Now, this is where most of us go haywire—because our first instinct is to accuse the offended individuals of being too sensitive, or maybe telling them that they have “misunderstood” us. Whatever turf we gained by grasping the concept of “owning” our faults is quickly lost as we once again exercise our pernicious attitude of making excuses.

At times we even become abusive towards the bruised souls and see them as “attacking” us because they don’t like our approach to the matter. I will go so far as to suggest that most relationships do not break up over blatant sinful actions, but rather, over trivial disagreements that escalate into huge storms of complete misunderstanding.

Here’s the truth: if someone says that I have offended them—I did.

Whether I meant to or not is irrelevant. The only response to anyone who claims they have been offended is, “I’m sorry. And now that I understand your heart in this matter, I will be much more careful to be sensitive to your need.”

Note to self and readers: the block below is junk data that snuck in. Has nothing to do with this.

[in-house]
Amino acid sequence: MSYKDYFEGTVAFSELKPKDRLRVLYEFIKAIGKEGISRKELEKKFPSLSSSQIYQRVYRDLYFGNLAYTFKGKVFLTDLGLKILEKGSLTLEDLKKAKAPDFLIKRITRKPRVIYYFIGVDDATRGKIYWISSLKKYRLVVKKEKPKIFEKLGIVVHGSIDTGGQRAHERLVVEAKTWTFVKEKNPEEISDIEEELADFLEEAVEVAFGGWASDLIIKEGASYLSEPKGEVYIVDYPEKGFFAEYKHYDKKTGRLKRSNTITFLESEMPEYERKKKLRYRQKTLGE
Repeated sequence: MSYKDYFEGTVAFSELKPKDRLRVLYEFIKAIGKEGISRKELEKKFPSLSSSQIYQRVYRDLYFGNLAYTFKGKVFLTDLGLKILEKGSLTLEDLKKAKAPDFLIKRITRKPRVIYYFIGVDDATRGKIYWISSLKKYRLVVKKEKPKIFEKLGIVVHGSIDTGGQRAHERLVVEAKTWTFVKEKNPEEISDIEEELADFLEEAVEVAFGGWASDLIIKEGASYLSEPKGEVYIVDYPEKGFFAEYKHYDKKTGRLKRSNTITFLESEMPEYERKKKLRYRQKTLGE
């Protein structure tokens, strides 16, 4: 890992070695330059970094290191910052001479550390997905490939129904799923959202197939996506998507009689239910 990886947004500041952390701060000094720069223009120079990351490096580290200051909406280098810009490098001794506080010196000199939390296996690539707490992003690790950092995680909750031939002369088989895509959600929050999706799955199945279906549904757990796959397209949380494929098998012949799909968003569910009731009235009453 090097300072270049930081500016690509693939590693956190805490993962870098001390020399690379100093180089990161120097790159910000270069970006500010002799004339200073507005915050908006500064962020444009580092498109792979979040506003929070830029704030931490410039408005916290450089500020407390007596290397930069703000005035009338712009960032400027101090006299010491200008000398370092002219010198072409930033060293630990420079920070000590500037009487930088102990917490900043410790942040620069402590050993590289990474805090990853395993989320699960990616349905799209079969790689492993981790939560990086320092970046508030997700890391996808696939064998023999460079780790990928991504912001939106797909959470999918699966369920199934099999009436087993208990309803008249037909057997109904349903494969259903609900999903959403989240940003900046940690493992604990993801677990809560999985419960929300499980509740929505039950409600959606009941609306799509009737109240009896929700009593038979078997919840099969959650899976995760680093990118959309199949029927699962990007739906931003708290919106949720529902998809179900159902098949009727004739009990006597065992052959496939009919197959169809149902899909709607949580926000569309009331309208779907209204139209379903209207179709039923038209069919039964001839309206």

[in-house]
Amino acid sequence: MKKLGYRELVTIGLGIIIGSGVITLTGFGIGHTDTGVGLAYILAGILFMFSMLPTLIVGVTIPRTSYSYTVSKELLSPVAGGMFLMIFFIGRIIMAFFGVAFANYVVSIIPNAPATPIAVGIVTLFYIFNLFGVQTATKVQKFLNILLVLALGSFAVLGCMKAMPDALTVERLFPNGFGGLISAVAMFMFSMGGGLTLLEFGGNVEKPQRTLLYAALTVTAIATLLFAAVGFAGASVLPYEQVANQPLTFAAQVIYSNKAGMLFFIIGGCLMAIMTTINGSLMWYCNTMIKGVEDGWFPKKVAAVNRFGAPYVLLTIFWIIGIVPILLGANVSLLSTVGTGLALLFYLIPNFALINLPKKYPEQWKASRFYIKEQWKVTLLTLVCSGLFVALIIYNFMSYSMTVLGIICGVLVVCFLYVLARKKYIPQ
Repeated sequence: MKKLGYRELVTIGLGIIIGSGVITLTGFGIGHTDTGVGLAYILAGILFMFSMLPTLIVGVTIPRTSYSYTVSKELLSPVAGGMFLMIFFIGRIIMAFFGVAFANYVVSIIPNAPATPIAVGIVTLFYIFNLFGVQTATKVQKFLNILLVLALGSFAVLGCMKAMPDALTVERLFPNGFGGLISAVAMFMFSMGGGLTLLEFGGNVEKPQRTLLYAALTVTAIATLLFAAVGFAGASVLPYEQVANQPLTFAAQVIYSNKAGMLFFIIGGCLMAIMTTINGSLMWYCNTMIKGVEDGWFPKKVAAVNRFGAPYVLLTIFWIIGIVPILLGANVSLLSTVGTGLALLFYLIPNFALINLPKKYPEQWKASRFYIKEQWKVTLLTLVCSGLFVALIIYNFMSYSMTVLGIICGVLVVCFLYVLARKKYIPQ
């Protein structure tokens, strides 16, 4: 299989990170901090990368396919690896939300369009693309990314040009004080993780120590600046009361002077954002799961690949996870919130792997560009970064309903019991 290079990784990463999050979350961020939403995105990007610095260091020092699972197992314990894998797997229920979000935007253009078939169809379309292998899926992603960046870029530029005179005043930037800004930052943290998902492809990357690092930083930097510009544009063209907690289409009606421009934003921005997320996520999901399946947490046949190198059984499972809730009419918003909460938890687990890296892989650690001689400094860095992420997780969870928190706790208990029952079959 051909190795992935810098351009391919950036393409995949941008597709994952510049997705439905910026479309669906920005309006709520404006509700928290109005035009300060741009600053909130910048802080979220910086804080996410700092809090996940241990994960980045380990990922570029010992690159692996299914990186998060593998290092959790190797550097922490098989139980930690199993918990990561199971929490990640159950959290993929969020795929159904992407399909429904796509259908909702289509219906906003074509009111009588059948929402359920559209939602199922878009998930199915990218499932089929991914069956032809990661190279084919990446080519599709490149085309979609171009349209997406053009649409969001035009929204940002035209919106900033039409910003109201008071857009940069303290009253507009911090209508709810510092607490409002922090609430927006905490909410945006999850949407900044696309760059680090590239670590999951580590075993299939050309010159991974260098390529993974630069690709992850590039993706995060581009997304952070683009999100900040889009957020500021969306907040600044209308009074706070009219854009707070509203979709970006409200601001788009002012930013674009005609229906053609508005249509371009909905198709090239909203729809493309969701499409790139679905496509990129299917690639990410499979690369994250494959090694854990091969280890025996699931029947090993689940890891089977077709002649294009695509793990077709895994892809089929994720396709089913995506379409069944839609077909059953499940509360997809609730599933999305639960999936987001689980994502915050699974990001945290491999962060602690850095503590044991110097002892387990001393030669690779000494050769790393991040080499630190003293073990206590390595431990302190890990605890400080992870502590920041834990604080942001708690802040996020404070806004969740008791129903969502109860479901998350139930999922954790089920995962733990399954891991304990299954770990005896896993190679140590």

That’s it. Now—if you find that the offended person continues to be touchy, you have a second choice. Avoid him.

Some of my best friendships with folks have occurred as I’ve lessened my personal contact. It has sweetened the time we do have to be together, and it’s taught me that when I am around them that certain subjects are taboo. Yes, I’ve been shown it. People will show you where you have intruded into their person psyche.

If you’re going to become a person who discovers true righteousness, you will recognize the potential for both of these wrongs—one of them of your own making, which you need to own, and one that is the offense of others, which you are often shown.